Tatiou and his group prepare to leave for the capital but get caught in a fight with Shimei. Meanwhile, Keirou begins his coup.
Writer/Artist: Jin Zhou Huang and Hiromu Arakawa
What They Say
Ryuukou’s warning still ringing in his ears, Taitou hurries back to Taizan, only to discover that the Genrou-tou has left his hometown in ruins. Though Taitou is devastated by the loss of his father, the attack has given him a renewed sense of purpose. Unless General Keirou is stopped, countless families and towns will face similar destruction.
Meanwhile, back in the capital, Keirou’s plan for seizing power from the emperor is well underway. With Keirou as the new commander in chief and Taigatei in prison, can anything stop the general’s reign of terror?
Content: (please note that content portions of a review may contain spoilers):
Shimei states that Laila’s confrontation with Taitou is “anti-climactic”, and I’d have to agree. The way we left Laila in the last volume, she looked possessed by a demon after realizing the deaths of her parents were the fault of her “brother.” She seemed ready to become an enormous emotional obstacle for Taitou to overcome, but Hero Tales doesn’t get quite that dark, and Laila soon forgives him because he’s family.
Keirou’s full take over of the empire goes down in this volume, as he attacks the young emperor Taigatei and sends him to jail, and has his supporters kill leaders that would oppose him. While Taigatei laments not being able to protect his wife Taki, she joins him in the dungeon because she doesn’t want to leave his side, even though Keirou is her father. Female characters are few and far between in this manga, but like Fullmetal Alchemist Arakawa builds her girls tough.
A couple of revelations about family relations come up in this volume. First we learn about Ryukou’s parentage, which helps to explain his sudden betrayal at the end of volume 3. And we already know that Taitou isn’t a part of Laila’s family, but in the midst of a fight we learn who Taitou’s blood relations really are. Both of these revelations are important to the story since they help to explain characters’ actions and motivate them towards new goals, but they also occur so suddenly as to seem almost like an afterthought, and the shock is blunted.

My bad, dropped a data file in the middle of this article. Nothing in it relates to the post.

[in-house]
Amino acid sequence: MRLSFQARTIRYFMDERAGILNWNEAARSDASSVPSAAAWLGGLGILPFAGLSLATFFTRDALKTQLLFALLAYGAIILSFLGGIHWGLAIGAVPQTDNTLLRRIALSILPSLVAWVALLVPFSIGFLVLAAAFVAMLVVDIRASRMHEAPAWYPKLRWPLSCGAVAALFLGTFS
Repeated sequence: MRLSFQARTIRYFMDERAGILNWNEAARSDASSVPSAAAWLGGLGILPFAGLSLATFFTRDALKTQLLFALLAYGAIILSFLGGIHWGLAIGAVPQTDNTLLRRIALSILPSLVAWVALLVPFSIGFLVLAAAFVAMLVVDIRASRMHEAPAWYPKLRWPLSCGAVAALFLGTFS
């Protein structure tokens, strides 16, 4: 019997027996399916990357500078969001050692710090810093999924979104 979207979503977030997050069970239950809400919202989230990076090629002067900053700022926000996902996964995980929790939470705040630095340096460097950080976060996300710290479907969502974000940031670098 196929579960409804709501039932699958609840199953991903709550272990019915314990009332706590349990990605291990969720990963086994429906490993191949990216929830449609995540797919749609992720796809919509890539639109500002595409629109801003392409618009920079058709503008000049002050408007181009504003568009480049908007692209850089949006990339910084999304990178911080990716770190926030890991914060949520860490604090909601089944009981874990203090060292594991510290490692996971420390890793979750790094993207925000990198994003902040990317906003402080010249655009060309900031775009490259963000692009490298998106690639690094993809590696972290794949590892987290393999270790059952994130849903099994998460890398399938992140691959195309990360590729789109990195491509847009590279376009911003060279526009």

The biggest action in this volume comes a little after the halfway mark when Shimei brings what is basically a zombie horde to attack Taitou and his friends. Taitou has unfortunately made his greatest weakness too obvious, but just as Shimei is about to exploit that a friend steps in to save the day. What follows is a quick but exciting battle in which Arakawa uses the same great choreography seen in Fullmetal Alchemist, but even though our heroes win it comes at a devastating expense. The characters don’t spend much time in mourning, adding to the too-quick feeling of the plot, but it’s also relieving to not have to deal with anyone wallowing in guilt or despair.
As the three remaining members prepare to leave for the city they are met with Ryukou. But after having committed a bloody act for the sake of Keirou, Ryukou has lost his confidence and can’t look his old allies in the face. Rinmei has stayed behind, and attempts to help him learn to live with the sins he’s committed. it’s an interesting bit of character development, and Arakawa does well in not drawing this part out too much, but it also feels like another case of the characters forgiving each other too quickly.
This volume brings us closer to the final confrontation between Keirou and Taitou, but even as Taitou makes his way to the capital city it’s not clear whether he has the strength and ability to beat his nemesis. It doesn’t help that Taitou’s ranks have fallen, though things aren’t looking particularly stable on Keirou’s side, either. Some of his followers fall away as they realize he might not be the man to save the Ken Empire. Plus the loyalties of Shoukaku, one of the divine warriors that has been working with Keirou, aren’t entirely clear; he could prove helpful or detrimental to Taitou’s cause in the future. The anxiety shoots up in the last panel, as an enemy we thought was gone for good looks like he’ll make a surprising, and creepy, return.
But even as the action builds it’s difficult to get really excited about what’s happening in the story. Everything in Hero Tales just happens too fast, from revelations to reconciliations, and it’s hard to feel very emotional about many of the events. The action may be interesting enough to carry someone right through the series, but volume 5 hasn’t even been published in Japan yet – readers having trouble feeling attached to the story might find they aren’t that enthusiastic by the time the next installment rolls out.
Angela has been writing about anime, manga and comics for the past few years, and her work can also be found on Manga Bookshelf and Creative Screenwriting. She recently received her MFA in Creative Writing for Young People from Lesley University.